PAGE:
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“It was to show his righteousness at the present time, so that he might be just and the justifier of the one who has faith in Jesus” (Romans 3:26).

THERE WAS, NO DOUBT, MORE THAN ONE PURPOSE IN GOD’S GIVING THE LAW OF MOSES TO THE PEOPLE OF ISRAEL. But one thing was not in His purpose: to give them a tool whereby they could, as sinful people, work their way back into a perfect relationship with Him. No person who is guilty of sin, regardless of when he lived or what expression of God’s law he lived under, has ever been able to keep enough of God’s commandments to regain the perfection of holiness necessary for eternal life. By law-keeping, we can’t pile up enough credits to counterbalance our debits. It simply can’t be done.

But the penalty of sin is death (Genesis 2:16,17; Romans 5:12), and God cannot set aside that law arbitrarily. If He desires to save us from our sins, how can He do that? Is there any way He can maintain His own justice and at the same time justify us from our lawlessness? The answer, of course, is the cross of Christ. By taking upon Himself the death that was our due, He satisfied the law’s demand, but He also made it possible to forgive us and treat us as if we had not sinned. In this way, God became both “just and the justifier of the one who has faith in Jesus.”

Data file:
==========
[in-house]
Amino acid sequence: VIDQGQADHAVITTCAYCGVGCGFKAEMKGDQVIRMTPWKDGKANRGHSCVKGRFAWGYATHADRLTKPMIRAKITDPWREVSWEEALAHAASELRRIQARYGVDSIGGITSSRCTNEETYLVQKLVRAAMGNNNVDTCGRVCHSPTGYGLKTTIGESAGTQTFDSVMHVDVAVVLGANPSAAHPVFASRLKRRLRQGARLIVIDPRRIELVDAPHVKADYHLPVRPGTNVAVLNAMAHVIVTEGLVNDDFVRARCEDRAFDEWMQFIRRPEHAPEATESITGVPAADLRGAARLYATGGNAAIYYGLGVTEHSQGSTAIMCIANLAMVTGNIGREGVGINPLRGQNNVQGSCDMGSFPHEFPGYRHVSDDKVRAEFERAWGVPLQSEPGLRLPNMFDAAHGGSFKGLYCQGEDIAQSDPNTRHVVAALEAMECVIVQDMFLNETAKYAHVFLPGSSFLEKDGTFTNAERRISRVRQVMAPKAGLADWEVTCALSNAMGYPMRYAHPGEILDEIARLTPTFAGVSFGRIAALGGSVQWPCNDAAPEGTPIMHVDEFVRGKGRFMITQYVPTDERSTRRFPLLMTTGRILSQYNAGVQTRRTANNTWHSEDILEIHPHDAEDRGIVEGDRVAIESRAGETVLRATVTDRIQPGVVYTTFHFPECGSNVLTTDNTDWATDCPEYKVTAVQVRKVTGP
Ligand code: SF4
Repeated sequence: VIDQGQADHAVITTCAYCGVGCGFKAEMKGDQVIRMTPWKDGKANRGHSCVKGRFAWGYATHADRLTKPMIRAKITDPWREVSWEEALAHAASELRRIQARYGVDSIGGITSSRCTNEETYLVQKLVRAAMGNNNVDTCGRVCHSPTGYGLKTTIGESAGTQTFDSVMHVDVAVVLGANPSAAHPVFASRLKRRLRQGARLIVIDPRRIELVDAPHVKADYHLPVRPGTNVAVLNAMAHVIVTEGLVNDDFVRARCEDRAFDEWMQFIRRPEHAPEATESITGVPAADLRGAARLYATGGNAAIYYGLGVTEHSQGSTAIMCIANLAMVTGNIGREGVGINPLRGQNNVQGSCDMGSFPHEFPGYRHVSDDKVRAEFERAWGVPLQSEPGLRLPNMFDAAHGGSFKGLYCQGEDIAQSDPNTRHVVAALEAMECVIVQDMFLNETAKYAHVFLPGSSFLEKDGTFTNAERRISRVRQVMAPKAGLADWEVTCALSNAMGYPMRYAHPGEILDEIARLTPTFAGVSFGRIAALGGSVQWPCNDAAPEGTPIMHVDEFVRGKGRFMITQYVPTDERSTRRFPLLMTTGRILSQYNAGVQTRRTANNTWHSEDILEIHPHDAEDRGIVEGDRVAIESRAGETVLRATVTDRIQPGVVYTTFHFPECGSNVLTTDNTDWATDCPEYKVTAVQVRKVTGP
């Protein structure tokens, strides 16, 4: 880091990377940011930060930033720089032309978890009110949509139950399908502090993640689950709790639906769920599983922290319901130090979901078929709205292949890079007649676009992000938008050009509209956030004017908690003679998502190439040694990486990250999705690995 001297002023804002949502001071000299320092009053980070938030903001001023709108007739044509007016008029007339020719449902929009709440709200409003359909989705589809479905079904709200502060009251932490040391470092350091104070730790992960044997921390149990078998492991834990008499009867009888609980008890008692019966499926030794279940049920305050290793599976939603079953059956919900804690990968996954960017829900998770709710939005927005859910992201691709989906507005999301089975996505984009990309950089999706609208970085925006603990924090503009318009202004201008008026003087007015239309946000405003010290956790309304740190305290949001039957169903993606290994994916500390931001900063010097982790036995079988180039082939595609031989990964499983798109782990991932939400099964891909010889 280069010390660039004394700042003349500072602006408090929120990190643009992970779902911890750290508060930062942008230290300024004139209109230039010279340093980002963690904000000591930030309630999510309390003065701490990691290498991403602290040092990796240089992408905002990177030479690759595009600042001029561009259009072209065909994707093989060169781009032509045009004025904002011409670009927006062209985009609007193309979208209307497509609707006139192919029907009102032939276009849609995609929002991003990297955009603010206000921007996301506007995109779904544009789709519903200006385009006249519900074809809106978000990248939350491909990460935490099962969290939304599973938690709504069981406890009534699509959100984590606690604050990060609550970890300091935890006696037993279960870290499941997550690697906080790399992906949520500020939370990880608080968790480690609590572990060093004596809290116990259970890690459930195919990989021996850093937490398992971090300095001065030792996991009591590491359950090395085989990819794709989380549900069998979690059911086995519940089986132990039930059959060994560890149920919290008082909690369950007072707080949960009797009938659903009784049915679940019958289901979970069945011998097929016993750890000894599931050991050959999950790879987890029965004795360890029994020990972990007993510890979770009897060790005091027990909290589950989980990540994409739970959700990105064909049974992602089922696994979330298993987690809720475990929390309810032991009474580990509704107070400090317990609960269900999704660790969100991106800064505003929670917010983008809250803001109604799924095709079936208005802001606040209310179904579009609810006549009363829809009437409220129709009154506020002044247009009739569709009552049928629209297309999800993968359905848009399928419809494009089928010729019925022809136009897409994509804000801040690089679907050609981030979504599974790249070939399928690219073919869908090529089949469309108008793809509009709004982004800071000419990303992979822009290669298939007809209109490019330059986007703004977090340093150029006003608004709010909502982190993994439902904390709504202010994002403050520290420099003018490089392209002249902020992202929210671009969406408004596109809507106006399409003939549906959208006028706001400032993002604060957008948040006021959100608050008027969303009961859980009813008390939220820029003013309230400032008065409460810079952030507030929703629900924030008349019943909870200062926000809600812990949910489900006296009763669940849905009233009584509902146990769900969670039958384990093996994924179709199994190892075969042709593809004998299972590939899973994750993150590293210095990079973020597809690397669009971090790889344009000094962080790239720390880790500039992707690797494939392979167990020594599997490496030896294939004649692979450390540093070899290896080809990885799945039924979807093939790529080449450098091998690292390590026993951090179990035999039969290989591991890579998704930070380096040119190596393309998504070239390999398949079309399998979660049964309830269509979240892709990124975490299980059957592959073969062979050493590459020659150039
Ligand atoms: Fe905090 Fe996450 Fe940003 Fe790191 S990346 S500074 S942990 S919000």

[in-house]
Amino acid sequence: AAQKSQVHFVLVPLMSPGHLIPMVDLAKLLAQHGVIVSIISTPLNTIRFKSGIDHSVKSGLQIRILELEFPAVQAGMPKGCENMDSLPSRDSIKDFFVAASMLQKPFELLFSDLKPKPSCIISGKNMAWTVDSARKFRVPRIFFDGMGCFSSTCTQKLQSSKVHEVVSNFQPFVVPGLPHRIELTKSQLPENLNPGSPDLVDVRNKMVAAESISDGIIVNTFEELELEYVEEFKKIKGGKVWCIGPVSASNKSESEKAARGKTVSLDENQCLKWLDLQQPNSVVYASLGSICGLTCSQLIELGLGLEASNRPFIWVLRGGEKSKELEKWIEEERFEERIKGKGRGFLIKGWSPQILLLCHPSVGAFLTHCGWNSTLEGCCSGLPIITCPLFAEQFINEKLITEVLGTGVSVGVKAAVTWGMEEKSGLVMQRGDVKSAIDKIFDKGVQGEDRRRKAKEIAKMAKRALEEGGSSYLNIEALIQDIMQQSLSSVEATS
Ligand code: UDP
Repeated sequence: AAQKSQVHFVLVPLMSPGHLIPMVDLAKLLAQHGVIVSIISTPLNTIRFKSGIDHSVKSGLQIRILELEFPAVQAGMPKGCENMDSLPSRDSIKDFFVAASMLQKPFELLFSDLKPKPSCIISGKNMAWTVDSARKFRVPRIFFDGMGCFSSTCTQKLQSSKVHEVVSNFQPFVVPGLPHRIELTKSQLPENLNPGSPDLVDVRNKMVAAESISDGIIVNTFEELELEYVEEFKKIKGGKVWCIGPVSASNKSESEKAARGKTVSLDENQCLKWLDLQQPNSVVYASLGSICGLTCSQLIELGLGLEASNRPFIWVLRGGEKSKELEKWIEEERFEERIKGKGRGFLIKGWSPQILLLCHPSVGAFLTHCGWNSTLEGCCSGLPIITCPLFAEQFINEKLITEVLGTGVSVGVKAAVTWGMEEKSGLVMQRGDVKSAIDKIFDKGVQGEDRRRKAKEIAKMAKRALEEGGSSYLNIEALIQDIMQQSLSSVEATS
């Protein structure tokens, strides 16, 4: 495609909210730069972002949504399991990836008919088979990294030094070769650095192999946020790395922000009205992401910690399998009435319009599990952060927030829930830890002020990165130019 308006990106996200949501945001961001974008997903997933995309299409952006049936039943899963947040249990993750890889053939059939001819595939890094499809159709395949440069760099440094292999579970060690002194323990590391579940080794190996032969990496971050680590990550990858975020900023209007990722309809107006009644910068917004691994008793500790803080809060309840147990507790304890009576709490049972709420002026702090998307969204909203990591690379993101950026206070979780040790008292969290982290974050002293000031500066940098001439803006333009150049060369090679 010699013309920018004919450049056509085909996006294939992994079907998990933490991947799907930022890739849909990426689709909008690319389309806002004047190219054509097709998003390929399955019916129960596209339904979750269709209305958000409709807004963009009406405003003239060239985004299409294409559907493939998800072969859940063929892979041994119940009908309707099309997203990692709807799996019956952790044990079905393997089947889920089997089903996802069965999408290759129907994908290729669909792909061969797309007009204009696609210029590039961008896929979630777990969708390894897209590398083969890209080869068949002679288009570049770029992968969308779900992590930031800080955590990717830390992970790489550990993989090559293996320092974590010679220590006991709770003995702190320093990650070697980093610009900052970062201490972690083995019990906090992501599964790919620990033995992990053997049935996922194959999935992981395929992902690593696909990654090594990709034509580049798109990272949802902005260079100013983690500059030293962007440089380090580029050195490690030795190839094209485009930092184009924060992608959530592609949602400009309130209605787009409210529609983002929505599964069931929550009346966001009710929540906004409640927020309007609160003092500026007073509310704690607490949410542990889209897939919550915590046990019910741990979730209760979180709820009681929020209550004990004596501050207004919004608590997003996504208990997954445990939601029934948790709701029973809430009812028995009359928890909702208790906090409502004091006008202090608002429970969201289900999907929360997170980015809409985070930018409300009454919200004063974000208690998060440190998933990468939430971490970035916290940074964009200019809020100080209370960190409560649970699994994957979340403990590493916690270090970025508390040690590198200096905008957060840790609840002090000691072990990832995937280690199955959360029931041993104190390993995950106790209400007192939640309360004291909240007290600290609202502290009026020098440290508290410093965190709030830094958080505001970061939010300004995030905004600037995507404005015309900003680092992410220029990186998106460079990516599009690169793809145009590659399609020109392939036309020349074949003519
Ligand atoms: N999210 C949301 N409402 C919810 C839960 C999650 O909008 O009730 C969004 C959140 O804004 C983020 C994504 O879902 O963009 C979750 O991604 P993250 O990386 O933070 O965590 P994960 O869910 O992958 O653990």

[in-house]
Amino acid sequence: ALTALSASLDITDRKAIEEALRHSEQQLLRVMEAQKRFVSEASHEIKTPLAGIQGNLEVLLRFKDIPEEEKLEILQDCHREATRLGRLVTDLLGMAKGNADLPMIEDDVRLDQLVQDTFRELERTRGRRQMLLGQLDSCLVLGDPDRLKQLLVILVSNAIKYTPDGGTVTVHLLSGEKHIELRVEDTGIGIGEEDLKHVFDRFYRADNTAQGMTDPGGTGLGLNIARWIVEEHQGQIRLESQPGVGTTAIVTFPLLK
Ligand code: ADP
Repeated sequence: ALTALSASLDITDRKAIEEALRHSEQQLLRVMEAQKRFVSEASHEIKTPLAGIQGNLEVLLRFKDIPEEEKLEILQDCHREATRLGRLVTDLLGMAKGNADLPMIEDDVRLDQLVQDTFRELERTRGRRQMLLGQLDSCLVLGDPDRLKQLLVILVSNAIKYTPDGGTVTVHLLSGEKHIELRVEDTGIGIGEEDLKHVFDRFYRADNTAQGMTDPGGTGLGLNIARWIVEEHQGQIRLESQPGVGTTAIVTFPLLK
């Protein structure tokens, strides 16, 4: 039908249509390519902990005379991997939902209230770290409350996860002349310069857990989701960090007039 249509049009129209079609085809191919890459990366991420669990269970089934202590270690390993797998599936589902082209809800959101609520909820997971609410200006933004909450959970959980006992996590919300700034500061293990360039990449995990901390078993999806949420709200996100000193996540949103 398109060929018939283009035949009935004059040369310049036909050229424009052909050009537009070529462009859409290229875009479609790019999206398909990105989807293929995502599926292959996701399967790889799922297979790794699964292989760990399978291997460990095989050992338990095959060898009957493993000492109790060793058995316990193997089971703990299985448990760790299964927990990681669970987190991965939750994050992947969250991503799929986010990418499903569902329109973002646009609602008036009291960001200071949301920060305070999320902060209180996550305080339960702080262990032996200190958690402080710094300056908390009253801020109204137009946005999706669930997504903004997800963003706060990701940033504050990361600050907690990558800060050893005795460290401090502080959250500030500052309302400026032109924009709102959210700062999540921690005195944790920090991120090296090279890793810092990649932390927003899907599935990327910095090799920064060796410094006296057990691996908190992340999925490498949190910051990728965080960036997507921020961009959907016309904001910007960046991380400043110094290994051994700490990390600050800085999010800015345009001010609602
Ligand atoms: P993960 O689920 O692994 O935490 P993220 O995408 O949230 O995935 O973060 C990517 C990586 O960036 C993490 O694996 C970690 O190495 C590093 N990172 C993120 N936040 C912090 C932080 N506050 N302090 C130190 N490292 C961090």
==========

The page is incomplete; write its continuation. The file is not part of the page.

It was a masterful plan, but it was very costly. It required the ultimate sacrifice on God’s part, and our wildest dreams are not enough to imagine that kind of love. Yet the plan also has a requirement on our end: we must be willing to accept it on God’s terms. We must give up the idea that we can ever be righteous enough to save ourselves — we have to accept that we will be saved “not because of works done by us in righteousness” (Titus 3:5) but by a “righteousness from God that depends on faith” (Philippians 3:9).

Obviously, such a plan leaves no room for us to boast. No human being, from Adam and Eve until the end of time, will ever have succeeded in being good enough to tip the scales of justice in their favor. It was on the cross of Christ that God tipped those scales — and it is in Christ that we enjoy the benefits of that.

“In the self-offering of Christ, God’s own righteousness is vindicated and the believing sinner is justified. For Christ occupies a unique position as God’s representative with man and man’s representative with God. As the representative Man He absorbs the judgment incurred by human sin; as the representative of God He conveys God’s pardoning grace to men” (F. F. Bruce).

Gary Henry — +

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